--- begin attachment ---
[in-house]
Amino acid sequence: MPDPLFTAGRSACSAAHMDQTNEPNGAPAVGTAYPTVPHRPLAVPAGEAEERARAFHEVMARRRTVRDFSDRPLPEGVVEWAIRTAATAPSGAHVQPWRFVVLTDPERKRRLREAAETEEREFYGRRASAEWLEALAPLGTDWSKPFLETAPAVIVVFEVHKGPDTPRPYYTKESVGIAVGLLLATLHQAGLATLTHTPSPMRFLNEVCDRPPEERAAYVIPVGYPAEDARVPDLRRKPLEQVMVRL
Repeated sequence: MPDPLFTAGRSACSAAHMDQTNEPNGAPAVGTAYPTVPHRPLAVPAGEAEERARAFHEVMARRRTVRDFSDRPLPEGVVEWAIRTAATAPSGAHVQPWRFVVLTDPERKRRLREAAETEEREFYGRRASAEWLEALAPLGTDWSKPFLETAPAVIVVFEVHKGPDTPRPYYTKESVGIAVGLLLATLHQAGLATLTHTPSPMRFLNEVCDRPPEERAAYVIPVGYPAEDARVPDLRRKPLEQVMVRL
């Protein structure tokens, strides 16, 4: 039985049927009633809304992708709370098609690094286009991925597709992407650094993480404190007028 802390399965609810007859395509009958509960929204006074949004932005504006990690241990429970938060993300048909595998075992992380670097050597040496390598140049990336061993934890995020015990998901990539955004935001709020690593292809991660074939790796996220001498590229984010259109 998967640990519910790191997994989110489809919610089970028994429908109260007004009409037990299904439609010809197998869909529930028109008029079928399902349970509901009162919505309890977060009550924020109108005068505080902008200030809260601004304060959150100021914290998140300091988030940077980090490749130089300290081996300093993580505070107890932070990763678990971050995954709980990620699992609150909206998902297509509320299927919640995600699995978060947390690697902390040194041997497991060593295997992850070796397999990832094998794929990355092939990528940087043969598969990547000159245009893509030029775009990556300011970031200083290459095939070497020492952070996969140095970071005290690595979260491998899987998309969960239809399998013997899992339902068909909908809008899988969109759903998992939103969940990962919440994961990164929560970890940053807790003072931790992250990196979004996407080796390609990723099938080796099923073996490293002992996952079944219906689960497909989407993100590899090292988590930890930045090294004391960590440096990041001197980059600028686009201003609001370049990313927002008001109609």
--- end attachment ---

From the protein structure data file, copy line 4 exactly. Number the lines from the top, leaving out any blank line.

């Protein structure tokens, strides 16, 4: 039985049927009633809304992708709370098609690094286009991925597709992407650094993480404190007028 802390399965609810007859395509009958509960929204006074949004932005504006990690241990429970938060993300048909595998075992992380670097050597040496390598140049990336061993934890995020015990998901990539955004935001709020690593292809991660074939790796996220001498590229984010259109 998967640990519910790191997994989110489809919610089970028994429908109260007004009409037990299904439609010809197998869909529930028109008029079928399902349970509901009162919505309890977060009550924020109108005068505080902008200030809260601004304060959150100021914290998140300091988030940077980090490749130089300290081996300093993580505070107890932070990763678990971050995954709980990620699992609150909206998902297509509320299927919640995600699995978060947390690697902390040194041997497991060593295997992850070796397999990832094998794929990355092939990528940087043969598969990547000159245009893509030029775009990556300011970031200083290459095939070497020492952070996969140095970071005290690595979260491998899987998309969960239809399998013997899992339902068909909908809008899988969109759903998992939103969940990962919440994961990164929560970890940053807790003072931790992250990196979004996407080796390609990723099938080796099923073996490293002992996952079944219906689960497909989407993100590899090292988590930890930045090294004391960590440096990041001197980059600028686009201003609001370049990313927002008001109609």